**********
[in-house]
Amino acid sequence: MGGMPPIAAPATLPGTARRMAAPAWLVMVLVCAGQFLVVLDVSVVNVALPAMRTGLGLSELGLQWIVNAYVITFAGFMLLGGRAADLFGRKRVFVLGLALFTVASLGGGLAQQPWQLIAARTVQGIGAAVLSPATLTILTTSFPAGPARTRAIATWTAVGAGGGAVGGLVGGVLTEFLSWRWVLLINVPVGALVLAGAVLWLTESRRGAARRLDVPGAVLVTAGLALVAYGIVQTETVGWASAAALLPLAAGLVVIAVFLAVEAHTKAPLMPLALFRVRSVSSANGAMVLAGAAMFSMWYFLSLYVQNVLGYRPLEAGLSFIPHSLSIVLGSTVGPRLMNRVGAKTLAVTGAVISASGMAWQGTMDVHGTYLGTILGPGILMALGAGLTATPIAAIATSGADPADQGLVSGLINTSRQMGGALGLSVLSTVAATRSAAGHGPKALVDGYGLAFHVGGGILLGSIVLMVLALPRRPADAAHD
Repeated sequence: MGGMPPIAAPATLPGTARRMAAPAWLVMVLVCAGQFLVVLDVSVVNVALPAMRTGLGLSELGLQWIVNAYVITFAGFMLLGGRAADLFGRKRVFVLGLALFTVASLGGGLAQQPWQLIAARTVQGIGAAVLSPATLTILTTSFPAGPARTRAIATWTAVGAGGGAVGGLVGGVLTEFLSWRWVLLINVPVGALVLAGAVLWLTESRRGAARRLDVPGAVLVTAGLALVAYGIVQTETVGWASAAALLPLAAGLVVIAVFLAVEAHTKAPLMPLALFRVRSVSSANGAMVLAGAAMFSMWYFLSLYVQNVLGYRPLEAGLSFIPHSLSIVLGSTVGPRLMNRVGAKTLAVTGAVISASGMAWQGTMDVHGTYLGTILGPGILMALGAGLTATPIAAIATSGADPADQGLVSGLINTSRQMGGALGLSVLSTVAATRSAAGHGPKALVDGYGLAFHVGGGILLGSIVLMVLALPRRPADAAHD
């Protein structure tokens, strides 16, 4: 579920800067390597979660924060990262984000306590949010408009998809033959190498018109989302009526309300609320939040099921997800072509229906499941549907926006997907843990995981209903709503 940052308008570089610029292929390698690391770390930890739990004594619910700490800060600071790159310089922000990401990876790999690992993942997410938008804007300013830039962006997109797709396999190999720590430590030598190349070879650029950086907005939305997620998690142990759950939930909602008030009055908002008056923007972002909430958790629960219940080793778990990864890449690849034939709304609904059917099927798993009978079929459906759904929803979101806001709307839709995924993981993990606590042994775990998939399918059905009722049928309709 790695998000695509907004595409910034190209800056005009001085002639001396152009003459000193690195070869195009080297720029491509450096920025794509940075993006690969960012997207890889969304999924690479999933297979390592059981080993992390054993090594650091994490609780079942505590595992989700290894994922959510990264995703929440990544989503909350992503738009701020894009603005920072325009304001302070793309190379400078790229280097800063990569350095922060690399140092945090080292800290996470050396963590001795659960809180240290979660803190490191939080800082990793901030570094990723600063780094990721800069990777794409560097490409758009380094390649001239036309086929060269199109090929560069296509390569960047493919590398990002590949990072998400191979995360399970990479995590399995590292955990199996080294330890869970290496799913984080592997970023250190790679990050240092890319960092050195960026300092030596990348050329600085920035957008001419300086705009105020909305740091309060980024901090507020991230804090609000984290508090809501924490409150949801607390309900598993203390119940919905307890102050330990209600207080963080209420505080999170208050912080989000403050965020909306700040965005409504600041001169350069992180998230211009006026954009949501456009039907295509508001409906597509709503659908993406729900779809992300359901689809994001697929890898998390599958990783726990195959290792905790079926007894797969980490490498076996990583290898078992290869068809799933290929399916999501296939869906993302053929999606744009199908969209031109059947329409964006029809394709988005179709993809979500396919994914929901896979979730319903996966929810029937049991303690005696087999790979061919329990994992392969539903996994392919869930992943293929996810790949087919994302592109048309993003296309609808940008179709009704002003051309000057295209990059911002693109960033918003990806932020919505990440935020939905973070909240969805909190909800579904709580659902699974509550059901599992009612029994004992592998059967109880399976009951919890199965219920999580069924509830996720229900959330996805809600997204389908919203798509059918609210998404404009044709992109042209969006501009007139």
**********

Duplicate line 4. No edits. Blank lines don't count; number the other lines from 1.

């Protein structure tokens, strides 16, 4: 579920800067390597979660924060990262984000306590949010408009998809033959190498018109989302009526309300609320939040099921997800072509229906499941549907926006997907843990995981209903709503 940052308008570089610029292929390698690391770390930890739990004594619910700490800060600071790159310089922000990401990876790999690992993942997410938008804007300013830039962006997109797709396999190999720590430590030598190349070879650029950086907005939305997620998690142990759950939930909602008030009055908002008056923007972002909430958790629960219940080793778990990864890449690849034939709304609904059917099927798993009978079929459906759904929803979101806001709307839709995924993981993990606590042994775990998939399918059905009722049928309709 790695998000695509907004595409910034190209800056005009001085002639001396152009003459000193690195070869195009080297720029491509450096920025794509940075993006690969960012997207890889969304999924690479999933297979390592059981080993992390054993090594650091994490609780079942505590595992989700290894994922959510990264995703929440990544989503909350992503738009701020894009603005920072325009304001302070793309190379400078790229280097800063990569350095922060690399140092945090080292800290996470050396963590001795659960809180240290979660803190490191939080800082990793901030570094990723600063780094990721800069990777794409560097490409758009380094390649001239036309086929060269199109090929560069296509390569960047493919590398990002590949990072998400191979995360399970990479995590399995590292955990199996080294330890869970290496799913984080592997970023250190790679990050240092890319960092050195960026300092030596990348050329600085920035957008001419300086705009105020909305740091309060980024901090507020991230804090609000984290508090809501924490409150949801607390309900598993203390119940919905307890102050330990209600207080963080209420505080999170208050912080989000403050965020909306700040965005409504600041001169350069992180998230211009006026954009949501456009039907295509508001409906597509709503659908993406729900779809992300359901689809994001697929890898998390599958990783726990195959290792905790079926007894797969980490490498076996990583290898078992290869068809799933290929399916999501296939869906993302053929999606744009199908969209031109059947329409964006029809394709988005179709993809979500396919994914929901896979979730319903996966929810029937049991303690005696087999790979061919329990994992392969539903996994392919869930992943293929996810790949087919994302592109048309993003296309609808940008179709009704002003051309000057295209990059911002693109960033918003990806932020919505990440935020939905973070909240969805909190909800579904709580659902699974509550059901599992009612029994004992592998059967109880399976009951919890199965219920999580069924509830996720229900959330996805809600997204389908919203798509059918609210998404404009044709992109042209969006501009007139």